By Christopher Parker, Vermont Rail Action Network Executive Director
The new draft rail plan, for the first time, quantifies the 2011 comprehensive state energy plan goal to quadruple rail passengers.
The detailed document includes an inventory of the rail network’s condition and needs with a capital plan for rail infrastructure upgrades.
The plan is a requirement of the Federal Railroad Administration and is key to obtaining federal funding. It gives confidence to state and federal leaders that rail projects have been considered as part of the total system needs.
For freight, the plan calls for increasing the weight limit to national standards, work on sidings for customers and yards, and general state of good repair improvements, including welded rail on every mainline and a speed of at least 25 mph.
While the hoped for passenger improvements directly benefit the public, the environmental benefit of moving freight by rail is even larger: rail uses one-third the energy and causes only one-third the pollution of trucking.
To attract the number of riders called for in the state’s energy plan, new services will be required. The first priority will be extending the New York to Rutland Ethan Allen on to Burlington and extending the Vermonter to Montreal. The second priority will be another train to Burlington operating via North Bennington, Manchester, and Rutland. Rebuilding tracks through North Bennington is an expensive proposition. The third priority will be a second train on the Vermonter route to Montreal (perhaps a return of the overnight Montrealer, though the plan doesn’t specify a schedule).
Extensions of service to Montreal and Burlington add significant destinations to already existing services. From an energy and environmental perspective, this improves efficiency, as well as increasing mobility and providing an economic benefit, bringing Quebec tourists to Vermont without their cars. Currently Amtrak trains add passengers at each stop gradually until they are full in New York – which means many empty seats on the northern half of the runs – which can be filled at little cost with Canadians going to Vermont.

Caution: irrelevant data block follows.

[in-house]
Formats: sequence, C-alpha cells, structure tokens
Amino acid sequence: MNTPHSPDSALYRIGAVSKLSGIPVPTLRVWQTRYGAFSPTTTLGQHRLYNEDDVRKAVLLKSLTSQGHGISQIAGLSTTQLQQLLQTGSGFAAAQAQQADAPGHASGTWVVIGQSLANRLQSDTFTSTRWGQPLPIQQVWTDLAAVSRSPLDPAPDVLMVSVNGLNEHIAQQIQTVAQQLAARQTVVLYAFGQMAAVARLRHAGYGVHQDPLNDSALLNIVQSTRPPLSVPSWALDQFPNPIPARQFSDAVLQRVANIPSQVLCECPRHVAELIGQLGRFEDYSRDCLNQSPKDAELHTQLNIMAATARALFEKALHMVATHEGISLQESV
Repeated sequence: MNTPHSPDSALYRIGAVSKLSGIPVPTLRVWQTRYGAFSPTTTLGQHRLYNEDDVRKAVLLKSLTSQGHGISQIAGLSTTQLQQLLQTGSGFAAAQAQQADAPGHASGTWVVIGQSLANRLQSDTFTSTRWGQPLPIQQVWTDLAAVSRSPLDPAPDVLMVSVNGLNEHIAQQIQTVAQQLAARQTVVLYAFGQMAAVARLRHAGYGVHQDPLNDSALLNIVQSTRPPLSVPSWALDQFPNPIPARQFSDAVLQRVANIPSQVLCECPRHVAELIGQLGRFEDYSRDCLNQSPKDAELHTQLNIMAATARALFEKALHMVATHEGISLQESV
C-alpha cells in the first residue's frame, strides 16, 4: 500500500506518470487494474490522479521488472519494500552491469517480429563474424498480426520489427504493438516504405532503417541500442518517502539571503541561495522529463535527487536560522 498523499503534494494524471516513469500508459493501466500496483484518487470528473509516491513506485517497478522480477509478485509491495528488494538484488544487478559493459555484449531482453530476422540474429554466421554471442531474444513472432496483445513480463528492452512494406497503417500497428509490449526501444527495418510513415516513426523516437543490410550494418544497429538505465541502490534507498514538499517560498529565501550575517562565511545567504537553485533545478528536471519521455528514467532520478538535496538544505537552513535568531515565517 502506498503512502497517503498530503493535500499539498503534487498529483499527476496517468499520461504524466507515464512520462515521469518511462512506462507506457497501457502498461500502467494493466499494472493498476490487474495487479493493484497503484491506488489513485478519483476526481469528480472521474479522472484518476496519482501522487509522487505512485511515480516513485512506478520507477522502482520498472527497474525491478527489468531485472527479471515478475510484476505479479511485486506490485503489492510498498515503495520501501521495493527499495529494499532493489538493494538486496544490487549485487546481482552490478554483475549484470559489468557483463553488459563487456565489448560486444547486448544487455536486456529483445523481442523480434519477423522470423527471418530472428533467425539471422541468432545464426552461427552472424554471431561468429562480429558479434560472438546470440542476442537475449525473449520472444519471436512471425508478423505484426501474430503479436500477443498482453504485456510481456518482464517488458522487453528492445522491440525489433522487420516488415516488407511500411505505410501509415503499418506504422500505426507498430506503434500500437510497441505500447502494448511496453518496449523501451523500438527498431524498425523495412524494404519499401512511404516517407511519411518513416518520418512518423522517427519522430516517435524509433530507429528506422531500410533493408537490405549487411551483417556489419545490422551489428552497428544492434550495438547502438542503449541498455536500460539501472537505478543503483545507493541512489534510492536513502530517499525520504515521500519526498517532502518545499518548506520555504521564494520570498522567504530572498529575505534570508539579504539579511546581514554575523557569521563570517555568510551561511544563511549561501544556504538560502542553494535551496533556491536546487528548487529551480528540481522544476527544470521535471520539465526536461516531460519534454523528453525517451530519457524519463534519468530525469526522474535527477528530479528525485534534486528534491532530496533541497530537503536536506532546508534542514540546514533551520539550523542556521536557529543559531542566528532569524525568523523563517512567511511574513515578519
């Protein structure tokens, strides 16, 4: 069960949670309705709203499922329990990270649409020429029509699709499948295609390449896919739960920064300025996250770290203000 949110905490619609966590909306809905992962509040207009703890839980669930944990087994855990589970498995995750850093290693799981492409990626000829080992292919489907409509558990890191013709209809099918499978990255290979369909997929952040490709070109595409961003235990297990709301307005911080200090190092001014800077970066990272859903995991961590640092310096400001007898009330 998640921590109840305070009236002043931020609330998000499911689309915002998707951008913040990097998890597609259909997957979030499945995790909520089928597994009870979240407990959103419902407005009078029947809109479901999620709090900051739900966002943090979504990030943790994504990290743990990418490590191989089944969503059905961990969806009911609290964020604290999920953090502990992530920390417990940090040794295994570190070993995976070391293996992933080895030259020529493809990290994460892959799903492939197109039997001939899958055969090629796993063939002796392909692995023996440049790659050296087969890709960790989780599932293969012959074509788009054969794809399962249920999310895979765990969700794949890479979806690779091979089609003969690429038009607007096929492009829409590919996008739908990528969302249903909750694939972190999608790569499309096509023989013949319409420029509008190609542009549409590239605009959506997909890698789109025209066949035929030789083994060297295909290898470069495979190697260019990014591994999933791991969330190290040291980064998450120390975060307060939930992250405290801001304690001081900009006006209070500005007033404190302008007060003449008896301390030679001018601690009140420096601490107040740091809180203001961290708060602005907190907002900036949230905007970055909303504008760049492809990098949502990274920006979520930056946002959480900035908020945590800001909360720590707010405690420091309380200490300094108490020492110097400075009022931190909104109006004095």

With the expansions in service, ridership is projected to climb from 100,879 (in 2013) to 471,800–623,700 (in 2035). That’s a fourfold increase (or more) while the number of passenger trains goes from two to four. As riders we will enjoy better service, while simultaneously a more efficient and better-used network will reduce the environmental footprint per passenger.
The plan also calls for a speed increase on all passenger lines to 79 mph, making the trains more competitive with driving – and also safer since signals would be added.
The Vermont Rail Action Network believes the rail plan is good piece of work. The plan is not a commitment, but a roadmap. It lays out goals that are realistic but a little aspirational; just one step beyond what seems possible in the current funding environment. That’s good – the last thing you want is for an important project to not be in the plan when going for funding. For the state to achieve these goals, it will require continuing political will.
Funding challenges are inevitably a theme in the plan. Eighty percent of transportation funding in Vermont is driven by federal priorities (either targeted federal funds or state matches of the same). Federal priorities overwhelmingly favor roads, and total US infrastructure funding is far below the level of most other countries.
The entire plan can be read at: bit.ly/VT-rail-plan. It’s a long document, but interesting, with all kinds of information. Comments may be sent to Costa Pappis, the Vermont Agency of Transportation planner who led the planning effort, at firstname.lastname@example.org.
Notably missing is any discussion of commuter trains, as commuter train funding comes from the Federal Transit Administration instead of the Federal Railroad Administration.
Christopher Parker has been Executive Director of the Vermont Rail Action Network since 2007. Previously he was a minister and train conductor. His environmental consciousness was first formed in the Chesapeake & Ohio Canal National Historical Park in Maryland.